Kulick: “No, I never expected to sing on Revenge. The track on Carnival Of Souls even came about in a weird way. First of all, I wasn’t real confident to do it even though I can sing better than I even thought. Jeremy Rubolino (who is related to Ezrin) did a great job producing me on my album, BK3. Even though I sang on my Audio Dog and Transformer albums, I sang the best on BK3. It’s how you work with people.  Eric Carr was an amazing singer and it was shocking to me that they didn’t use him more. I realized that like they’ve done with Eric Singer, in time, they’ve let him sing a song because it is KISS like. Eric can sing a song and so can Tommy. I love the fact that Paul is doing that and they’ve established that, but I never felt, in all the years that I was with the band, that ‘Bruce should sing a song.’ I was happy if I had a co-write. I remember clearly one time that as much as I had that ‘Tough Love’ riff that turned into a song - I remember working on another thing that my brother wanted for a band he was working with... I remember Ezrin hearing it in the parking lot (I was playing it in my car stereo) and he said, ‘what’s that? I like it!’ I said, ‘it’s an idea I hope makes it on the Revenge record, but nobody responded, so I’m doing it for this project with my brother.’ I’m not sure what ever happened to the song. I think somebody used it as a theme for a product. I didn’t always get to write with Ezrin. I had to present things to Gene or present things to Paul... It was this method of pitching them with stuff that you thought would catch their ear. Sure enough Ezrin said he liked it, so I thought, ‘damn if I had only circumvented them and gone straight to him...’ But I didn’t know Bob real well then. It didn’t end up on the album, but was clearly something that could have been look at. I never judge how much I got by how much I could contribute; a lot of it was so political of how open or receptive they were to certain ideas that I had. I never took it personally, but one time I thought Paul was avoiding me and I complained to Gene and he was like, ‘you have to talk to him.’ He was like, ‘just tell him how you feel,’ and when I would Paul would respond more... Gene was always emotionally supportive that way.” Correct me if this assertion is wrong. In the ‘80s, you were just the guy filling in on guitar, but come Revenge you were now KISS’ guitarist. You became part of the family and not just the guy who isn’t Ace.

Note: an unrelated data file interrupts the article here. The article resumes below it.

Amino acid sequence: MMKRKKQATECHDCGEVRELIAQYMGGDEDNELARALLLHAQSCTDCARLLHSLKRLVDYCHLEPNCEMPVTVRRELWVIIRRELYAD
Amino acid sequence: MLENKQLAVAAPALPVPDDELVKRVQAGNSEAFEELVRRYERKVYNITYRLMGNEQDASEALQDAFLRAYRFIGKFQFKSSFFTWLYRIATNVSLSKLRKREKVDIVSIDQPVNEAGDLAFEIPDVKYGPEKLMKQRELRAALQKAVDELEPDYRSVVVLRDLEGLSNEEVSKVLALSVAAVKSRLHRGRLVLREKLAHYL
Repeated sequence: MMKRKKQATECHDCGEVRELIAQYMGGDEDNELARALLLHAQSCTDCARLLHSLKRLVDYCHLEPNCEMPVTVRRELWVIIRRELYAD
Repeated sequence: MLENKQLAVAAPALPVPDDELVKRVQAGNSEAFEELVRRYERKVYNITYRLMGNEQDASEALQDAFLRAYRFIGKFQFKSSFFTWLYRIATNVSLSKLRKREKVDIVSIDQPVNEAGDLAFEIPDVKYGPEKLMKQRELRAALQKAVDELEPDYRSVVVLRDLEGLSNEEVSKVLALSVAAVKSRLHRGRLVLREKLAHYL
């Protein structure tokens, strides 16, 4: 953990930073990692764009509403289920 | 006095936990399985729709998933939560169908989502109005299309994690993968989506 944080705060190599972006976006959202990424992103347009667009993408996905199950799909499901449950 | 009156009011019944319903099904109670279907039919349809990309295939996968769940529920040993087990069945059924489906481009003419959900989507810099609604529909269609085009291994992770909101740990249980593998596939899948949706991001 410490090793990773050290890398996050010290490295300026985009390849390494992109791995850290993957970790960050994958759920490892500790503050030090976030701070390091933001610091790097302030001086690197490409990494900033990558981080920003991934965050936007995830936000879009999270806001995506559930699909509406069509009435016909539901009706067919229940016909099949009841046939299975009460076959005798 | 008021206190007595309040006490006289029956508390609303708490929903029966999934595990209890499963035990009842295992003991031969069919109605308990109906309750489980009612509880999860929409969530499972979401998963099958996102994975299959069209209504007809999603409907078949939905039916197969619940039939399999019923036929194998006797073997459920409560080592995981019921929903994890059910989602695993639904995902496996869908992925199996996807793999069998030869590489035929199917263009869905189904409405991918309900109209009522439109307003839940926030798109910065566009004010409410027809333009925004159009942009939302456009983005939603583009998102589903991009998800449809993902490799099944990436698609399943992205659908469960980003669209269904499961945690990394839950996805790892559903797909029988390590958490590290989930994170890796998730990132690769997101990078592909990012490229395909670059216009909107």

Kulick: “I certainly did my job on Asylum and Crazy Nights. Ron Nevison (Crazy Nights producer) to this day says really nice things about me. I actually challenged them one time in the studio and he really could have thrown me under the bus. But I do think that since I was the mellow guy kind of watching and trying to please them, but never trying to overly impress them... I think I finally impressed them on Revenge. When Paul said, ‘I hear an acoustic solo on this Forever song,’ and I lay down this killer track with the engineer. He was like, ‘you got it. This is great.’ I always felt that I had their respect, but I think I just brought it to that level that I finally found my place in the band.” Perhaps you had their respect, but not the fans’...